Club kid and Youth of the Year finalist, Faith, overcame years of self-doubt to reignite one of her greatest passions and talents. Now she’s paying it forward to the next generation.
"Time's up," said my second-grade teacher. With 0.05 seconds left on the clock, my dreams of becoming a writer were shattered because I couldn't cut it on a timed reading test. I wish I could go back and tell that little girl: "don't give up."
Our beliefs around who we are and what we're capable of can change the course of our lives. That's why it's so essential to build kids up. For years, I believed I wasn't good enough to be a writer just because I couldn't pass a high-pressure reading test… at 7 years old. But what if I had someone there to encourage me instead of allowing me to believe I wasn't good enough? That one experience shifted everything, and I gave up on writing and decided to pursue STEM. I thought, "If I can't write, I'll immerse myself in math and science."
But deep down, I couldn’t get writing out of my mind.
Years passed before I decided to start writing again. But thanks to the Boys & Girls Club of Lawrence, I took another chance. Through my Club, I got involved with Andover Bread Loaf, a creative writing program, where I was able to explore my creativity in a safe and positive place.
At the Club, I could dive into a world where anything was possible, and I was inspired to express myself differently than I could at school. Eventually, I became a writing leader for Andover and taught younger Club kids all the lessons I learned — let me tell you, it's incredible to see how a fourth grader's mind works!
My Club mentors helped me build my confidence and realize that I am worthy of studying the humanities, I am a creative person, and I am good at English — no matter what anyone or any test says. As a college student, now I’m studying political science to one day become a lawyer but I continue to help with the program since it profoundly impacted my life. I want to pay it forward to the next generation because I know how much it means to have someone believe in you.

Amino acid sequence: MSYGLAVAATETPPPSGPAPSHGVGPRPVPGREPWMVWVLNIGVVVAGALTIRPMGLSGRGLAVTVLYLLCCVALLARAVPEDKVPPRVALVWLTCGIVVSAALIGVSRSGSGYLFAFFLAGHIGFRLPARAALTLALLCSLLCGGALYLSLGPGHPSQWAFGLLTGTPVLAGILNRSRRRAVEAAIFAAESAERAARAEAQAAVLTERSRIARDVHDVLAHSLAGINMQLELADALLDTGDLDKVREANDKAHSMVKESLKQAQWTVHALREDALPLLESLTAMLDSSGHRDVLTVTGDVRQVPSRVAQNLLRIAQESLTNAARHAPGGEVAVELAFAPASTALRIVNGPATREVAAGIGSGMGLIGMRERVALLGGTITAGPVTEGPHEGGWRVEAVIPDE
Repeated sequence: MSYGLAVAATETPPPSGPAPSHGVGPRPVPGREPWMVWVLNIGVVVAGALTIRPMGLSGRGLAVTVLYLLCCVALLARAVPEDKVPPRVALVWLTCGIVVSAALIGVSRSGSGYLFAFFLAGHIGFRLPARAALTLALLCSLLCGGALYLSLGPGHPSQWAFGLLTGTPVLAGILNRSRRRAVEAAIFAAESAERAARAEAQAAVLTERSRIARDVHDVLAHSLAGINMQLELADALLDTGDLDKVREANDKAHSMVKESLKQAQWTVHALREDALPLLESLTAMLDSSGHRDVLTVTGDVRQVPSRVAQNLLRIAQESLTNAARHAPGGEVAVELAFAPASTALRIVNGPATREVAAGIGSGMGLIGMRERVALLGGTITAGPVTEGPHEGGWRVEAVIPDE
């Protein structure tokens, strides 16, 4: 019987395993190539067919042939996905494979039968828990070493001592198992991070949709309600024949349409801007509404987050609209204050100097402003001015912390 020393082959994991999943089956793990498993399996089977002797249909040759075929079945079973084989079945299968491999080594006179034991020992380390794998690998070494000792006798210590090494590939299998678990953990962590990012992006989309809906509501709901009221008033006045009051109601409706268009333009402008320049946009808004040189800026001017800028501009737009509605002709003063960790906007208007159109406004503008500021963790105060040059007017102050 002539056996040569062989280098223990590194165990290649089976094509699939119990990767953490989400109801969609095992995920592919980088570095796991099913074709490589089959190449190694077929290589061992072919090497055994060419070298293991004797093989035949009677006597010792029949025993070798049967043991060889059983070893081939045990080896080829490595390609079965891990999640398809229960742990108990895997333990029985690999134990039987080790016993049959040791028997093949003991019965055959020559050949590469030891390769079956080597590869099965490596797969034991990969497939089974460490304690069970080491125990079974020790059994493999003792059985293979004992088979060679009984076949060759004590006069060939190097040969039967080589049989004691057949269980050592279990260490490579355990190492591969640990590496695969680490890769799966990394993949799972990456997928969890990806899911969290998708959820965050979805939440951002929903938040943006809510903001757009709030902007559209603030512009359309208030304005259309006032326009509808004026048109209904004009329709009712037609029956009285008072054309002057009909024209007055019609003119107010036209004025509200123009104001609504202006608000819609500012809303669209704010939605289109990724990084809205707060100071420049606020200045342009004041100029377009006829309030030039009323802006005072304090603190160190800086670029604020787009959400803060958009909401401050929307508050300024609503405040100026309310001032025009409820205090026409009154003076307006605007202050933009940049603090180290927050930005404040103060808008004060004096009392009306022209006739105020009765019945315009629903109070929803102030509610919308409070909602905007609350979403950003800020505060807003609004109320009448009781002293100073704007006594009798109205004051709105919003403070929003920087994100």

Even though I've uncovered a more confident version of myself, I wasn’t always that way. As a younger Club kid, I'll never forget looking up at the wall and seeing pictures of all the Club kids that came before me who made it past regionals for Youth of the Year — the top honor a Club kid can receive. From the first time I looked at those photos, I knew I wanted to be one of them. Yet, deep down inside, I felt like I could never make it that far.
But my Club mentors always saw my potential, even when I couldn't. They pushed me to aspire to do more and be more — to make bold moves towards my dreams and to reach for Youth of the Year. Throughout my middle and high school years at my Club, I joined character and leadership programs like Torch Club and Keystone Club, growing my confidence as a leader. All the while, I kept writing, practicing public speaking, interning and being a role model to my peers.
My journey to possibly becoming Boys & Girls Clubs of America’s Youth of the Year has been unexpected but very exciting. First, I made it to the local level, representing my Club, then the state level here in Massachusetts, and then I was named Northeast Region Youth of the Year. Now, I'm patiently waiting till October, when I take the stage to see who will be named National Youth of the Year. This road hasn't been easy, but I've been championed along the way by Club staff and friends.
As I look back on my life from being a child whose hopes of being a writer were crushed to where I am today — an accomplished writer, public speaker, advocate and college student — I want every girl to know this:
People will tell you to get your head out of the clouds and to strive for more “realistic goals.” But don’t listen to them, because you, yes you, have a fighting spirit. You’re in control of your dreams — no one else.
A lot of us girls want to make a difference in the world. If you have that fire and passion, run with it. You might not always fit in, but differences are what makes us people. And you are amazing.
Research shows that when girls have the right people to back them up, they can make bold moves and break down barriers to achieve anything they can dream. When you make a donation to support the programs at Boys & Girls Clubs, you help more girls like Faith develop the confidence, courage and critical life skills necessary to change the world.
As the largest providers of body confidence and self-esteem education in the world, our partners at the Dove Self-Esteem Project have reached 82 million young people across 150 countries to date with no cost, proven tools. Visit Dove.com/selfesteem to learn more about their mission to reach 250 million young lives by 2030 so that the next generation can realize their full potential without being held back by appearance anxiety.